It is then pumped to a station where it is filtered and purified, before flowing into the tank which supplies students, teachers and the community.
The school reopened for in-person classes in March, following the shutdown declared by the government in 2020 to curb the spread of the COVID-19 pandemic.
“We are all very proud of this initiative, because we are the only school in the country that has a system like this,” added the principal.
There are 40 families living in El Guarumal, but a total of 150 families benefit from the system installed in the town, because people from other communities also come to get water.
A similar system was installed in 2017 in Cerrito Colorado, a village in the municipality of San Isidro, Choluteca department in southern Honduras, which benefits 80 families, including those from the neighbouring communities of Jicarito and Obrajito.
Rainwater is filtered and purified in a room adjacent to the classrooms of the school in the village of El Guarumal, in the eastern department of Morazán, El Salvador. Gastrointestinal ailments were reduced with the implementation of this project executed by FAO and financed by Mexican cooperation funds. CREDIT: Edgardo Ayala/IPS
Vegetable gardens and tilapias boost food security
About 20 minutes from the school in El Guarumal, following a narrow dirt road that winds along the mountainside, you reach the house of Cristino Martínez, who grows tomatoes and raises tilapia in the pond dug next to his home.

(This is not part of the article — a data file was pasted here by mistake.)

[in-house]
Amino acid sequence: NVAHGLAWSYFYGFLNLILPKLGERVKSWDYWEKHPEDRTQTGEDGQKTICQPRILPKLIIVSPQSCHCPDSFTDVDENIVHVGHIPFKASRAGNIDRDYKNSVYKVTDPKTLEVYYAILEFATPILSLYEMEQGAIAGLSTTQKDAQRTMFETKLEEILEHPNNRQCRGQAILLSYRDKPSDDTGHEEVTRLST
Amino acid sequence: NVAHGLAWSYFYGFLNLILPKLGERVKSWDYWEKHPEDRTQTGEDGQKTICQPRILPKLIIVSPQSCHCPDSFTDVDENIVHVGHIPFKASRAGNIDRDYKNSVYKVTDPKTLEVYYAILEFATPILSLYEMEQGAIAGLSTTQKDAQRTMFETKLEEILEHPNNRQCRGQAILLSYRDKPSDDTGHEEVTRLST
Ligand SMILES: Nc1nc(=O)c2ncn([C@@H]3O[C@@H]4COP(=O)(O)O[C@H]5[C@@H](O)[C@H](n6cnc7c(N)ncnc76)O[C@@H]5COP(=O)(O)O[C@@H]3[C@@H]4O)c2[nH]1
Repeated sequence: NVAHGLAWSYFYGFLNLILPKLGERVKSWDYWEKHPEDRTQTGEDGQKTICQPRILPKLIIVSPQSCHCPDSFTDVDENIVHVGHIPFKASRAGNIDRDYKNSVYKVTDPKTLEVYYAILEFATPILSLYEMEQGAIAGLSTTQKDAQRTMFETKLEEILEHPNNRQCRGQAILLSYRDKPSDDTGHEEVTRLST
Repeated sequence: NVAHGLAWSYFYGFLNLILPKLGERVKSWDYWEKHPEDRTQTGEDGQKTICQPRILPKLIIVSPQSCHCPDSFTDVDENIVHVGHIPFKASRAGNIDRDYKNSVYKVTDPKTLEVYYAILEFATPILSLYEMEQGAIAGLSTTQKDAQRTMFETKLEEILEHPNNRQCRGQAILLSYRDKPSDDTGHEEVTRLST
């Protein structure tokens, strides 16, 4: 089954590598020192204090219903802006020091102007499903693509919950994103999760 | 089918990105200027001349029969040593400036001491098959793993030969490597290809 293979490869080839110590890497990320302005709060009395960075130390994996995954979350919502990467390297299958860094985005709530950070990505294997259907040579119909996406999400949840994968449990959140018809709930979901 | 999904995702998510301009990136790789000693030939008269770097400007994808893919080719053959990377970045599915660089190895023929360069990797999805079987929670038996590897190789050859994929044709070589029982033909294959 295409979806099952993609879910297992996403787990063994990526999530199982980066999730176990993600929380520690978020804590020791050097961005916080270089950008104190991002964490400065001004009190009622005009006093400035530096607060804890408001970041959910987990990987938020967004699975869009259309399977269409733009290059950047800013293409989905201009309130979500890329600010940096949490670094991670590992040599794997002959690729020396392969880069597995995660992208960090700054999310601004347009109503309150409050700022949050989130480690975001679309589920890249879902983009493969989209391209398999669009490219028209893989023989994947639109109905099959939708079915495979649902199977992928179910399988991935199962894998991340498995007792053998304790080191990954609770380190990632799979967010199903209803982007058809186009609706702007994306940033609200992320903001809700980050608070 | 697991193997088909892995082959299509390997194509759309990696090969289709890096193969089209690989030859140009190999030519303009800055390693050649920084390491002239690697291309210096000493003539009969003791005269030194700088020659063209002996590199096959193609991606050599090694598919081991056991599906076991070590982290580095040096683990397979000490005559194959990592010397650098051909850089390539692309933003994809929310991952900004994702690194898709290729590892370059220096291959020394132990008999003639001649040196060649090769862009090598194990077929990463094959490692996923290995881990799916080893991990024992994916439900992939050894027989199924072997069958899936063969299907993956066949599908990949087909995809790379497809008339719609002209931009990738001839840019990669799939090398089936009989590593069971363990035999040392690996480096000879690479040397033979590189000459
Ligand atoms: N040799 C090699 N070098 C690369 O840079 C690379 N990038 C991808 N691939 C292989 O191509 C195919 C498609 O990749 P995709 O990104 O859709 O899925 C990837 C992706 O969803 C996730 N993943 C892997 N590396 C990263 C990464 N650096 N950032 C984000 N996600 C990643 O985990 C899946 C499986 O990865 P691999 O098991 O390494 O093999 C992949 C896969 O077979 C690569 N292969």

The ponds are pits dug in the ground and lined with a polyethylene geomembrane, a waterproof synthetic material. They hold up to 25,000 litres of rainwater.
“The pond has served me well, I have used it for both the tilapia and watering tomatoes, beans and chayote (Sechium edule),” Martínez told IPS, standing at the edge of the pond, while tossing food to the fish.
The cost of the school’s water harvesting system and the 12 ponds totaled 77,000 dollars.
Martínez has not bothered to keep a precise record of how many tilapias he raises, because he does not sell them, he said. The fish feed his large family of 13: he and his wife and their 11 children (seven girls and four boys).